I recently came upon the following:

Он занят.

As I usually do when I come across a verb I'm not familiar with, I look it up to find out what the infinitive for it is. I usually use Wiktionary and this time was no different. What confused me is what I found at Wiktionary, an image of which you will find below:

As you can see, "занят" is not listed (because it is not a conjugation of a verb). So then, I got to thinking that "занят" was an adjective, but the closest adjective I could find was "занятой." I decided to take a look at its declension chart, thinking that perhaps "занят" might be a short form of "занятой." As you can see from the chart, I was wrong:

I was a bit confused looking at that chart because it says, "no short forms" at the top, but clearly one is shown for the feminine. Is this correct, and if so, are there many adjectives in Russian that only have a feminine short form?

By this point, I was even more puzzled by this word, so I set it aside and came back to it later. This time around, I stumbled upon another similar adjective that also means "busy" -- занятый. And this time, I found the word in the declension chart:

So now I know that "занят" is one of those past participles that can be used as an adjective, but still one question remains: What is the difference between "занятый" and "занятой"?

2 Answers 2


There are quite a few similar adjective pairs in Russian: ра́звитый/развито́й, запа́сный/запасно́й, вре́менный/временно́й, etc.

Both запа́сный and запасно́й mean the same thing, 'spare'.

Вре́менный means 'temporary' and временно́й means 'temporal', 'time-related'.

Занято́й means 'busy' and за́нятый means 'taken' or 'borrowed'.

  • Ме́сто за́нято. - The seat is taken.

A lot of people use заня́ть, за́нятый to mean 'lend', 'lent' but this meaning is new and is not recognised by dictionaries.

Most adjectives ending in -ой don't have short forms: голубо́й, делово́й. That's why Wiktionary says занято́й has no short forms. But that's not quite true. Being close to за́нятый, занято́й sort of borrowed short forms from за́нятый and thus to say 'I'm busy' you would use:

  • Я за́нят, if you are a man and
  • Я занята́, if you are a woman.

The conjugation table for заня́ть is not complete and only lists the full form of the past participle: за́нятый. The short forms are: за́нят, занята́, за́нято, за́няты, just like for the adjective.

Since most words forming an -ый/-ой pair have similar or related meanings, one may wonder how did занято́й and за́нятый get to mean such different things, 'busy' and 'borrowed'? If you look close enough, you may see that the archetypal meaning of all -нять verbs is 'to take', with the various prefixes denoting more concrete ways of taking:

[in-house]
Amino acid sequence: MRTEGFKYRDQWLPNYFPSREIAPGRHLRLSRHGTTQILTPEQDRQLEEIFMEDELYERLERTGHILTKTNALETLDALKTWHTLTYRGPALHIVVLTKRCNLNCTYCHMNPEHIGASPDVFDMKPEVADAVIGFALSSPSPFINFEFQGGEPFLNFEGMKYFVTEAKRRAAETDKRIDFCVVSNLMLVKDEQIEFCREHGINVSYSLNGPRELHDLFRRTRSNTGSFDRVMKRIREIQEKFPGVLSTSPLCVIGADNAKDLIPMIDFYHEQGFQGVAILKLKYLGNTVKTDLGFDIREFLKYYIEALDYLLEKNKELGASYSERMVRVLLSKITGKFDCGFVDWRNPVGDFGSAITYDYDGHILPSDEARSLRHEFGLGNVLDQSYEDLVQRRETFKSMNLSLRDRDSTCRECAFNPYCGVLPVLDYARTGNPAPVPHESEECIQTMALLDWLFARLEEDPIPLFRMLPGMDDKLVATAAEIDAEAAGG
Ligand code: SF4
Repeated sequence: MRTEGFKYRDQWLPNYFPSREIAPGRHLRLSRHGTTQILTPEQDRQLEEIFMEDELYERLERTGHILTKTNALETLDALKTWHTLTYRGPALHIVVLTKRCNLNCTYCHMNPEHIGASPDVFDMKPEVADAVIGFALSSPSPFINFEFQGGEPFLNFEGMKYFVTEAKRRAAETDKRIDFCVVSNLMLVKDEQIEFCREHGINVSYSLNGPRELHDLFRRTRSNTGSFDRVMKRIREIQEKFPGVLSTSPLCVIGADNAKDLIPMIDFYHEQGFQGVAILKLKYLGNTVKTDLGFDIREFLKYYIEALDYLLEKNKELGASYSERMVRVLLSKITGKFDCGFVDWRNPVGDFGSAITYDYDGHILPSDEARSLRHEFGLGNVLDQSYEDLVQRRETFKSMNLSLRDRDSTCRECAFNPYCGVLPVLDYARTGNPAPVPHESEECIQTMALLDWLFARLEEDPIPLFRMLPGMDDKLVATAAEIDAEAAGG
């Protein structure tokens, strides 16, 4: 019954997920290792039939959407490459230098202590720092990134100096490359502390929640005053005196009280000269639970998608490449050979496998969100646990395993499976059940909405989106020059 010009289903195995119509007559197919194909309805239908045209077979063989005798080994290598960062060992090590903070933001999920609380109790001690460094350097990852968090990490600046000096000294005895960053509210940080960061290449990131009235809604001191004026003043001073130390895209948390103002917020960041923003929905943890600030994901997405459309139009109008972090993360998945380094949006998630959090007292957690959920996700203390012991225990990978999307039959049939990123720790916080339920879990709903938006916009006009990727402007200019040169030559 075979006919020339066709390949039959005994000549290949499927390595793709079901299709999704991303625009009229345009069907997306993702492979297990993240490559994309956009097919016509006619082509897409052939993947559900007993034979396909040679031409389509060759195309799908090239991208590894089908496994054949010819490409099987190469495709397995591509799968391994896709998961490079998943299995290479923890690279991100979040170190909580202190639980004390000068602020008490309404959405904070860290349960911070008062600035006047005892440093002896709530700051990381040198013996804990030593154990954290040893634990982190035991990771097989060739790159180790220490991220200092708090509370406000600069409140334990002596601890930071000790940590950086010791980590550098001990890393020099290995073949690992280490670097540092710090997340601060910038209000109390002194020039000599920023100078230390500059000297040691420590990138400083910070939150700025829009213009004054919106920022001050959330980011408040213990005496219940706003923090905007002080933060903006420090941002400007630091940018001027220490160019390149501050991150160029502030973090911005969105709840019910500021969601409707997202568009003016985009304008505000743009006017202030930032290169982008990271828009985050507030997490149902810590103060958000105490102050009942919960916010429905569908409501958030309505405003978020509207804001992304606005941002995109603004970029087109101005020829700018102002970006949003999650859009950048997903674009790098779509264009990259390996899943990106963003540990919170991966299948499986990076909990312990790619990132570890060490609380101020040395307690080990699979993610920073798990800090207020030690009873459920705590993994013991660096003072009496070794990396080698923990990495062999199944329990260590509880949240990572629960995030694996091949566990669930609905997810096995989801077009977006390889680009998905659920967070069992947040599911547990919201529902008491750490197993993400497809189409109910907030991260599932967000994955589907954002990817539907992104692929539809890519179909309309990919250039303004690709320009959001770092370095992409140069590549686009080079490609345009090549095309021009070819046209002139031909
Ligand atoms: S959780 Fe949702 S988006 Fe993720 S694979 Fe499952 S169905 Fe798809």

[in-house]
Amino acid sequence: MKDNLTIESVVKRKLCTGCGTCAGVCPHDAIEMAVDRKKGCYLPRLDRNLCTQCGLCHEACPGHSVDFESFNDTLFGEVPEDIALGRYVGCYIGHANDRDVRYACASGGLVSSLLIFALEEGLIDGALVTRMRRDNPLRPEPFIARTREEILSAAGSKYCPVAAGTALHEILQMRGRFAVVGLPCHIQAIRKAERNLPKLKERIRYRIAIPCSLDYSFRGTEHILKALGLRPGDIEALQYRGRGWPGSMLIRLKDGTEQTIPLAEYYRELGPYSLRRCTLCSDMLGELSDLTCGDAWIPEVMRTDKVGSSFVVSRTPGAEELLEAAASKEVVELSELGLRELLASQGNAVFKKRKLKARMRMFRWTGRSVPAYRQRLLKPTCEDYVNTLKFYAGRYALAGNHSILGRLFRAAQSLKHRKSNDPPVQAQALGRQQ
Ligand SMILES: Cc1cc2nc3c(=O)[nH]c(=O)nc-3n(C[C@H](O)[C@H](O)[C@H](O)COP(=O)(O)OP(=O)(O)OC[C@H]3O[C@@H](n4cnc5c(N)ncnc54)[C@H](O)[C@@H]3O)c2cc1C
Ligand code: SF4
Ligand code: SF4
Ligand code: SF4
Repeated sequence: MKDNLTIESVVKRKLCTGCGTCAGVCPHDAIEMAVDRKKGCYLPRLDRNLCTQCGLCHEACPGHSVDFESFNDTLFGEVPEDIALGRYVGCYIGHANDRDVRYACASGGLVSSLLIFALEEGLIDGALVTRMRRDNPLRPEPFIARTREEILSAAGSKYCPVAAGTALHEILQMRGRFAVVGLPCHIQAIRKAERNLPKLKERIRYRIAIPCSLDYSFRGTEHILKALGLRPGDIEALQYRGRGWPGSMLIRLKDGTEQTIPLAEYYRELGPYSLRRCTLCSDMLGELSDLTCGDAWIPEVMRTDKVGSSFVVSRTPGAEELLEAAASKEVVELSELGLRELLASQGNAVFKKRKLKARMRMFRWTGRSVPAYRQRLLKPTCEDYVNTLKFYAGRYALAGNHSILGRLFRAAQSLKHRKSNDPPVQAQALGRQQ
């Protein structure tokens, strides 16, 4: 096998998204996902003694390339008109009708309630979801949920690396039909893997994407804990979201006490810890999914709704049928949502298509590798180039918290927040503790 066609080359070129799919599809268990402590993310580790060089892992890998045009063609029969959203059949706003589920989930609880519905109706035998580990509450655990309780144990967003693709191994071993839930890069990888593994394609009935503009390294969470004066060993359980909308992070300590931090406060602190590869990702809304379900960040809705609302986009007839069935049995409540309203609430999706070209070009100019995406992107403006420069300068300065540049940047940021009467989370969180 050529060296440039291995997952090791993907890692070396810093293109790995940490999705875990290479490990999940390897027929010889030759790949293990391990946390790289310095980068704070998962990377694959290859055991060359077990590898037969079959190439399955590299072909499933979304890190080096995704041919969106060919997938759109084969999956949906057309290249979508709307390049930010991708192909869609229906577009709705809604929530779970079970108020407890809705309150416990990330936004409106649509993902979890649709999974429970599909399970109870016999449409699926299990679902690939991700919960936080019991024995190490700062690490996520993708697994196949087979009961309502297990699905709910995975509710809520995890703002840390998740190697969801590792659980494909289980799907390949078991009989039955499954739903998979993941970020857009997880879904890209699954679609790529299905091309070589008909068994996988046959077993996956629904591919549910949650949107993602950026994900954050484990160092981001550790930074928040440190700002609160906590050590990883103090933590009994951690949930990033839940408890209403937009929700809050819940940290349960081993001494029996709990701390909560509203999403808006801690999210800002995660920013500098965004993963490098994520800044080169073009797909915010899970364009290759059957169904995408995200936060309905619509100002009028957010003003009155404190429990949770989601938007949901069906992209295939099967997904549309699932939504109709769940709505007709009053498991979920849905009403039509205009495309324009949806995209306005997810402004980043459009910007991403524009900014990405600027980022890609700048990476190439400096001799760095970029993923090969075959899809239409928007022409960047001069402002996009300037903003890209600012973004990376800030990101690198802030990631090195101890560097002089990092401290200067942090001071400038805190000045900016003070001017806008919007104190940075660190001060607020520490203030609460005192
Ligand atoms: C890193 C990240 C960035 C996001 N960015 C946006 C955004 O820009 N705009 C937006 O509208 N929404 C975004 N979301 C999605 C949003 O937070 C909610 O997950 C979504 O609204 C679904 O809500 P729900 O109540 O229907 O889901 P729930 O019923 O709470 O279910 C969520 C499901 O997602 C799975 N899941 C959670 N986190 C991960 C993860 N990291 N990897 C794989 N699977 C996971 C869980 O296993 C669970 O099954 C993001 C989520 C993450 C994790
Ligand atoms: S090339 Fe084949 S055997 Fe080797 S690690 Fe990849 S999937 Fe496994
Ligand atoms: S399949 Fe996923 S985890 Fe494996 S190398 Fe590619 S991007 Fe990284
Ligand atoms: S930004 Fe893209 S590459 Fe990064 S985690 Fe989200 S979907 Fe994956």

• снять - to take off,
  • подня́ть - to pick up,
  • поня́ть - to understand, to grasp the meaning of something
  • заня́ть - to borrow,
  • приня́ть - to accept, etc

So when we say:

  • Он за́нят рабо́той.

Literally we say 'he is taken by work' which just means he is busy working.

  • 1
    While both answers are good, I have to give the green checkmark to you, Sergey, for your thoroughness and ability to communicate intricate details well. Your answers continue to impress me and whenever I see that you've taken the time to answer something, I automatically know it's going to be good. Спасибо for taking the time to answer this one. You provided details on these two words (and others) that I would never have thought to ask. Immensely helpful.
    – Lisa Beck
    Commented Sep 15, 2017 at 23:32
  • I'm pretty sure one is from the noun--занятие, and the other from the verb--занять--that's all.
    – VCH250
    Commented Sep 16, 2017 at 3:27

Answering purely from my language feeling.

  • занятый is occupied. As in, he has a lot of things to do now.
  • занятой has a feel of colloquial or regional speech, but also a a feel of permanency. He is always occupied.
  • Consider also that there is a further way of saying it: он занят.

As for infinitive, занять means not only being occupied, but also "to loan". You might want to look up if the subject is "alive", i.e. does it answer the question "who" or "what".

  • 1
    it's also "to borrow", not only "to loan". Also занятый can mean "borrowed, lent". Like "занятая сумма денег"
    – d.k
    Commented Sep 15, 2017 at 2:58
  • 2
    also, I think, the word "busy" should be added to the "occupied" translation variant
    – d.k
    Commented Sep 15, 2017 at 3:02
  • 3
    Also, занятый can apply to inanimate objects, e.g. Занятый дом, while only a person can be занятой.
    – mustaccio
    Commented Sep 15, 2017 at 14:58
  • "feel of permanency" - I would put it a bit different way. "Занятый" refers to some specific and singular task or actor, like Perfect Tenses. When/if this situation expires, the object gets freed. Like, I took a seat in the train, but when the ride is over I stand up and leave. It is like a definite article. There is something you can "point a finger" to. "Занятой" is like indefinite article and indefinite tenses. It is not necessarily permanent, but it is a generic condition, a pattern, maybe a repetitive thing. It is not that one is busy with THE something, but a thing or a-nother or ...etc
    – Arioch
    Commented Sep 20, 2017 at 9:26

Your Answer

By clicking “Post Your Answer”, you agree to our terms of service and acknowledge you have read our privacy policy.

Not the answer you're looking for? Browse other questions tagged or ask your own question.